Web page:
Season 12 of the soybean pest podcast starts off with a bang, a hot, dry bang. The midwestern drought is affecting all of us, even the 6-legged.
Check the UNL drought monitor for the current status (hint, its bleak: https://droughtmonitor.unl.edu/CurrentMap/StateDroughtMonitor.aspx?IA)
We talk spider mites, cause its hot and dry.
Erin discusses the remarkable pests outbreaks occurring in alfalfa, exacerbated by a mild winter and hot, dry spring.
Matt turns our attention to Japanese beetles (JB), and the duo speculate about the impact weather has on their abundance. Erin notes a trend of JB larvae in the interior of cropfields, not just the edges. (https://crops.extension.iastate.edu/cropnews/2021/06/japanese-beetle-adu...)
Erin notes the first appearance of soybean gall midges in northeaster Iowa. Matt notes some progress in detecting insecticide resistant aphids.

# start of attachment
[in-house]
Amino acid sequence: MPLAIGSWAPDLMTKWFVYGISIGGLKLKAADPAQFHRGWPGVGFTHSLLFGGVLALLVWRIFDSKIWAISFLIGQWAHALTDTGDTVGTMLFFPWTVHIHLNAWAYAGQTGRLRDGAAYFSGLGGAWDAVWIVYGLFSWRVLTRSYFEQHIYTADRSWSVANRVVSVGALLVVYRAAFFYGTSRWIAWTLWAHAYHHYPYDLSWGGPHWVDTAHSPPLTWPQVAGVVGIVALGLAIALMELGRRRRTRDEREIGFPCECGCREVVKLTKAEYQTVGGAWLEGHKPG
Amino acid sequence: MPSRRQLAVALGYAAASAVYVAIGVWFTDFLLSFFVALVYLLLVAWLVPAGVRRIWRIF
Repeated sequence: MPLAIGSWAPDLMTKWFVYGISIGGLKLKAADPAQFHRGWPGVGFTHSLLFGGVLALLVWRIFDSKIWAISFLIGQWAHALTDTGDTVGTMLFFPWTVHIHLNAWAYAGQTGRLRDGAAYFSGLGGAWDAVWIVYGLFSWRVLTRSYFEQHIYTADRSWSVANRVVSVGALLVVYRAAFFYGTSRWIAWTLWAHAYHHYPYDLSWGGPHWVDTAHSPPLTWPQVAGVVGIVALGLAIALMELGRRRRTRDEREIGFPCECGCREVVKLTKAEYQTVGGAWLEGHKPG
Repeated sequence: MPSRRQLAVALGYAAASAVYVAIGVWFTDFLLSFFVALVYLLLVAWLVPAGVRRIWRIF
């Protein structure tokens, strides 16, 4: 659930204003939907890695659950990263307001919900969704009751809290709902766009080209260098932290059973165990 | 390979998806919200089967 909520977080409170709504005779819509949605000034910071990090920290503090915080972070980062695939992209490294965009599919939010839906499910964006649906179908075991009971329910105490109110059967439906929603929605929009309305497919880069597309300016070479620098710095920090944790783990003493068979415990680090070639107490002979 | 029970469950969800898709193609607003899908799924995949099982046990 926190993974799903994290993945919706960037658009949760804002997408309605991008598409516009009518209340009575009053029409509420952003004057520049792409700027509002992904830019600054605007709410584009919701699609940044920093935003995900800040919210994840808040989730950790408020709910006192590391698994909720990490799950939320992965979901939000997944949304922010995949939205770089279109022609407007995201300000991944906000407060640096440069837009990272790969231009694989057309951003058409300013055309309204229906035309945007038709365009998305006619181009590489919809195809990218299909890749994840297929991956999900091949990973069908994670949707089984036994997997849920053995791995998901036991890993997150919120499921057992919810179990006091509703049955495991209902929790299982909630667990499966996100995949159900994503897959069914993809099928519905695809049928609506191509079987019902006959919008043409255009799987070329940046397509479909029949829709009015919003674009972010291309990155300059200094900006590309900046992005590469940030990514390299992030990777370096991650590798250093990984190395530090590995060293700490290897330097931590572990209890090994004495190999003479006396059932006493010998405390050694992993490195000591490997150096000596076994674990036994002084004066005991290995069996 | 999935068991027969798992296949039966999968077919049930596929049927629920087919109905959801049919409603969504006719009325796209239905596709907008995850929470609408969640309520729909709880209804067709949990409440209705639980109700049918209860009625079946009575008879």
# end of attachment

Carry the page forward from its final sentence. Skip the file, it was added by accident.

Rootworms are also discussed as we note egg hatch, signaled with the appearance of lightening bugs.
Finally, Erin takes might to school with reports of the Hackberry emperor. Its a pretty butterfly, definitely not a thistle caterpillar and notorious for being a cheater (https://crops.extension.iastate.edu/blog/erin-hodgson/have-you-seen-chea...)
To wrap up- Erin gives updates on her live events and we note the 26 June is pollinator fest at Reiman gardens (https://www.reimangardens.com/event/pollinator-fest-7/)
Also, did we mention its hot and dry?
Stay tuned for weekly updates now that the field season is in full gear.